These approaches have always been constructed within a partnership model, or to use the current language, ‘integrated (gang) management units’. Yet, inevitably, they are driven by politicised agendas and police priorities, with politicians constructing the problem and the police defining the object to be policed.
While the politician can make a sweeping claim, laying the blame of the latest social ill at the feet of the ‘gang’, the local agencies are tasked with identifying the individuals and communities to be policed. Central to the work of the Police Unit then is the definition of the ‘gang’. In the last decade there has been much activity to establish an agreed and accepted definition of the ‘gang’, yet this remains elusive. With changes to official definitions often reflecting political priorities rather than any clear evidenced or theorised approach. For example, the most recent changes made in June 2015 saw the Home Office ‘amend the statutory definition of a gang to make it less prescriptive and more flexible’, with the explicit aim of making it easier for the courts to grant the (then) new policy response, the gang injunction.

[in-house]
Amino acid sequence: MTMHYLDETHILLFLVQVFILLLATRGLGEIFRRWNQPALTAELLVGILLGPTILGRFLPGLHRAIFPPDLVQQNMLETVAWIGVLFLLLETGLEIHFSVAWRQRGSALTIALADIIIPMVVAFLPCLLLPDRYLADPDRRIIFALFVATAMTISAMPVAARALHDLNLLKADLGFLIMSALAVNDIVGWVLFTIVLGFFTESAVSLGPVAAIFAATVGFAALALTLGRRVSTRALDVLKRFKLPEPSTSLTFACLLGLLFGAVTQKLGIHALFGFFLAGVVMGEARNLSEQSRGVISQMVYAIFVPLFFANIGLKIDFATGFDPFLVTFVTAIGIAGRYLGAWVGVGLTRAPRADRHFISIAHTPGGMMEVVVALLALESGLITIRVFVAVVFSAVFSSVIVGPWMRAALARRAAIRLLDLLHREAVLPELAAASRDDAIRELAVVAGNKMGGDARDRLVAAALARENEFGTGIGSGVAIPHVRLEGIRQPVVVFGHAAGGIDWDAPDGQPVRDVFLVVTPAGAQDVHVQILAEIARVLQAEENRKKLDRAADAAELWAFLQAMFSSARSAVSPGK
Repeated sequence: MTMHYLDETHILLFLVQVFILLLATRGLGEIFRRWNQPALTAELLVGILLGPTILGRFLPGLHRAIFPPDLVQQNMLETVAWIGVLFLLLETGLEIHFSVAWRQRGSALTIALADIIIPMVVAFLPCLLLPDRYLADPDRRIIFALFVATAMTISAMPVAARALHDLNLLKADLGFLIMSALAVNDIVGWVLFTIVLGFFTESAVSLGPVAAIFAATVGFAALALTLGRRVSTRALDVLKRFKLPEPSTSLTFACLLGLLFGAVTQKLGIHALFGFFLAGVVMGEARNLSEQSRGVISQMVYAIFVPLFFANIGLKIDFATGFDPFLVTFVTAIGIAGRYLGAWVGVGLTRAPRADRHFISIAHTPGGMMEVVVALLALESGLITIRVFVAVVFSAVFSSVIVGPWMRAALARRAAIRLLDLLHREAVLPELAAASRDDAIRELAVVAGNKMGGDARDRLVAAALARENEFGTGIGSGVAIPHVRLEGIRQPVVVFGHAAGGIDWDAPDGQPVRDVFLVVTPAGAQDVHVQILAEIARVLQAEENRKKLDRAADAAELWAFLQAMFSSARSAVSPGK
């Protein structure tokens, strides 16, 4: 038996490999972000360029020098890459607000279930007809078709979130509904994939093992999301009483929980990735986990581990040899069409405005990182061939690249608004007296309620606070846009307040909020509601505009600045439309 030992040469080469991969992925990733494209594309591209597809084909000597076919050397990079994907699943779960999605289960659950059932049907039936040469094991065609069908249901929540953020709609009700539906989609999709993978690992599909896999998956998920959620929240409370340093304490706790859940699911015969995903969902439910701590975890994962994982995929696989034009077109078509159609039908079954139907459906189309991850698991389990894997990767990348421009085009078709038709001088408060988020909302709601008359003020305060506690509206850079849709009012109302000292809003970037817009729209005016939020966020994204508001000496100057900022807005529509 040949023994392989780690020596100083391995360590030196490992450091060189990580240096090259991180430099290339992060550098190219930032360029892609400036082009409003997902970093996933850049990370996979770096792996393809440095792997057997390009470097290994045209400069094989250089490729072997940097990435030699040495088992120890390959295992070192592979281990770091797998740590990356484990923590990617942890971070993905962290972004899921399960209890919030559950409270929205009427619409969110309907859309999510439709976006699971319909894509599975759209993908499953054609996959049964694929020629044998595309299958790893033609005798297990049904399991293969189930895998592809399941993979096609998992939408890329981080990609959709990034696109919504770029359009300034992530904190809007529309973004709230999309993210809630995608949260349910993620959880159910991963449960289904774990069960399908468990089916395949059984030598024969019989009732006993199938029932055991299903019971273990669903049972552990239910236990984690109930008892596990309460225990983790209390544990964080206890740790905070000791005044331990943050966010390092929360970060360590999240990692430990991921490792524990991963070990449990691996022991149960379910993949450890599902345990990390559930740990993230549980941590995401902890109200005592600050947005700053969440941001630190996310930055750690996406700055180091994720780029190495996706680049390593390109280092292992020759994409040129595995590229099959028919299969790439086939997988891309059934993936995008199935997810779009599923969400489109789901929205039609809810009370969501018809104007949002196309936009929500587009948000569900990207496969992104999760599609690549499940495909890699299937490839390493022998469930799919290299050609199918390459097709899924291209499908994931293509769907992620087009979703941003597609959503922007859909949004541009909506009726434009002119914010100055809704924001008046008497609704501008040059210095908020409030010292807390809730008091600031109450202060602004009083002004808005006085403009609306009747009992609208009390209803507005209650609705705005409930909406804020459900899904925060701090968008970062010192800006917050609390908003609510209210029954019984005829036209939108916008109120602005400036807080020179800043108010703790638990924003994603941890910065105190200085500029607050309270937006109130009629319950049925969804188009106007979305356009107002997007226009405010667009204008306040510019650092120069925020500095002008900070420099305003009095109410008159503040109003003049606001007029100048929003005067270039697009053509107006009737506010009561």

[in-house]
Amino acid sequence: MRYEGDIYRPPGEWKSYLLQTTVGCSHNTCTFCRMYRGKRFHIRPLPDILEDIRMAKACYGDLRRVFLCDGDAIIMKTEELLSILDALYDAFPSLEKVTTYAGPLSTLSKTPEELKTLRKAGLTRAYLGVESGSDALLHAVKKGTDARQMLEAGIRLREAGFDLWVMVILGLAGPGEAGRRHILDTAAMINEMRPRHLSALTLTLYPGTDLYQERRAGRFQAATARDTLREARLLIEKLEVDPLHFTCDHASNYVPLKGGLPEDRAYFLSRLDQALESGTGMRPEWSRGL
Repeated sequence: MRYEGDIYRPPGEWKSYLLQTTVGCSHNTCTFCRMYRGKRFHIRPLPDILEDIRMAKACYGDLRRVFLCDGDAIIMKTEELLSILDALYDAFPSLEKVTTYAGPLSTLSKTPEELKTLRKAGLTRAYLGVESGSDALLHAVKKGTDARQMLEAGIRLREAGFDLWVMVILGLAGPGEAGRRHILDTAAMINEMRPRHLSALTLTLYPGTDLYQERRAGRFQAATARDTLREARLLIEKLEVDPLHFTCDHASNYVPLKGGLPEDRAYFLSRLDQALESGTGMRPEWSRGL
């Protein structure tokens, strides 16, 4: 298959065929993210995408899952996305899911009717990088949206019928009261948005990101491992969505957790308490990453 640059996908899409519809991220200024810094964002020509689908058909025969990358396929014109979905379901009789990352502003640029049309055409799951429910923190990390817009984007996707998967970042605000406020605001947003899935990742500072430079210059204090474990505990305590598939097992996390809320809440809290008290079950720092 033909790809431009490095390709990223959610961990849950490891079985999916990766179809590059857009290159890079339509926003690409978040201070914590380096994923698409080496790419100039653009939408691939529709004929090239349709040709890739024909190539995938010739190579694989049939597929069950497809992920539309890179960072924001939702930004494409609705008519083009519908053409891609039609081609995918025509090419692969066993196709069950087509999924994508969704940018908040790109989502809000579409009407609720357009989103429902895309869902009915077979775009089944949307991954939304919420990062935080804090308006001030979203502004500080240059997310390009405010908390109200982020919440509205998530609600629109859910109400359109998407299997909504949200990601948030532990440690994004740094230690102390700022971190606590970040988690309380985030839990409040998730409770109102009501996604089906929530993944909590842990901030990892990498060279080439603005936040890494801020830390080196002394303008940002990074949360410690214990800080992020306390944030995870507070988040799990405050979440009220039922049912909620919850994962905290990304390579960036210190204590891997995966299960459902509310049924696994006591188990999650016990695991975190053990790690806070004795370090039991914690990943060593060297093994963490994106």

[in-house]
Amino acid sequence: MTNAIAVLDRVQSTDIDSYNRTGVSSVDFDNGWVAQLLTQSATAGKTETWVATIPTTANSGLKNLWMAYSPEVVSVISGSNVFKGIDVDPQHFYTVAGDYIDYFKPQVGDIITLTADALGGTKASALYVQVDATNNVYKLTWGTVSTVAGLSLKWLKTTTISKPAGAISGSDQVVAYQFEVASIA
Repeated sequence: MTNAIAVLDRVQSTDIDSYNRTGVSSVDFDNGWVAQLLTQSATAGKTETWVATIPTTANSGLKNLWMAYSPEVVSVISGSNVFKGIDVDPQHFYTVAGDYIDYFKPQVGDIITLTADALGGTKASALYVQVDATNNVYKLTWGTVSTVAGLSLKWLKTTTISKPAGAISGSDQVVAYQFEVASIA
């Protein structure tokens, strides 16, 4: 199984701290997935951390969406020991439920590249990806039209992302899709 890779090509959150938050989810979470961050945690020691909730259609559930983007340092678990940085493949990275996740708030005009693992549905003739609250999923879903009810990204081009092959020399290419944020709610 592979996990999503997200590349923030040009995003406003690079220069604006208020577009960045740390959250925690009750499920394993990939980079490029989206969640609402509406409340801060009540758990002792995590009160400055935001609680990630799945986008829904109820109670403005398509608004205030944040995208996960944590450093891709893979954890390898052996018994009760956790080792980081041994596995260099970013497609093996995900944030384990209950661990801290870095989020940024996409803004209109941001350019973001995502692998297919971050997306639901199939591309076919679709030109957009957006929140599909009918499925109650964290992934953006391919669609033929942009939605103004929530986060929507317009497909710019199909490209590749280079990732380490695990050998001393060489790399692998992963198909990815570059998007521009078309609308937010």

These ‘flexible’ definitions drive the registration or flagging of individuals on a gangs lists. In London this is the Matrix, other towns and cities where a gangs unit or response is also in place will have one. It is a list or database of names, often supplemented by a gallery of photographs placed on the walls of a police station or partnership office. Almost all of those will be black or brown faces.
The key questions are – on what basis does a name appear on the list? How, if at all, do you get removed or deregistered? What are the consequences of being on the list?
Increasingly such databases contain algorithms , used to determine the inclusion or status of the individual within the wider database. However, regardless of the assumed objectivity of such processes, ultimately the police intelligence and decision making are subjective. Further, they are driven by the specific investment into the gathering of intelligence and the making visible of particular individuals and communities. Current examples of this might be the creation of a police role to scan social media accounts of young people, or the use of technologies such as face-mapping deployed at community events .